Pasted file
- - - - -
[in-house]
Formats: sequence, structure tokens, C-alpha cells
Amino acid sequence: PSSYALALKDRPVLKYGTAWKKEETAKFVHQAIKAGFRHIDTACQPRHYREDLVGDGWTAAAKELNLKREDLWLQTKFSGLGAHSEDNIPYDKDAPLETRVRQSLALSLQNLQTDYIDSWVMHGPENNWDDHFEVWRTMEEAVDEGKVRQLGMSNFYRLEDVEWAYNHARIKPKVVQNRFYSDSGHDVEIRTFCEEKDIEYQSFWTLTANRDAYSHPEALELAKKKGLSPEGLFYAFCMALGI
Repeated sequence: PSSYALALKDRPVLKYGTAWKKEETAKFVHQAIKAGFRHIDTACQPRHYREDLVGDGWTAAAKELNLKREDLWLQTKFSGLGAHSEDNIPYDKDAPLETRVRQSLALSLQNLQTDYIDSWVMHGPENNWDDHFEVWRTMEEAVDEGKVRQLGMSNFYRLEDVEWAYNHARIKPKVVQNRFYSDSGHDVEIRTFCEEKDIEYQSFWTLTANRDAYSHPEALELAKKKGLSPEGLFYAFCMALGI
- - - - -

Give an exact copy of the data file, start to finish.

[in-house]
Formats: sequence, structure tokens, C-alpha cells
Amino acid sequence: PSSYALALKDRPVLKYGTAWKKEETAKFVHQAIKAGFRHIDTACQPRHYREDLVGDGWTAAAKELNLKREDLWLQTKFSGLGAHSEDNIPYDKDAPLETRVRQSLALSLQNLQTDYIDSWVMHGPENNWDDHFEVWRTMEEAVDEGKVRQLGMSNFYRLEDVEWAYNHARIKPKVVQNRFYSDSGHDVEIRTFCEEKDIEYQSFWTLTANRDAYSHPEALELAKKKGLSPEGLFYAFCMALGI
Repeated sequence: PSSYALALKDRPVLKYGTAWKKEETAKFVHQAIKAGFRHIDTACQPRHYREDLVGDGWTAAAKELNLKREDLWLQTKFSGLGAHSEDNIPYDKDAPLETRVRQSLALSLQNLQTDYIDSWVMHGPENNWDDHFEVWRTMEEAVDEGKVRQLGMSNFYRLEDVEWAYNHARIKPKVVQNRFYSDSGHDVEIRTFCEEKDIEYQSFWTLTANRDAYSHPEALELAKKKGLSPEGLFYAFCMALGI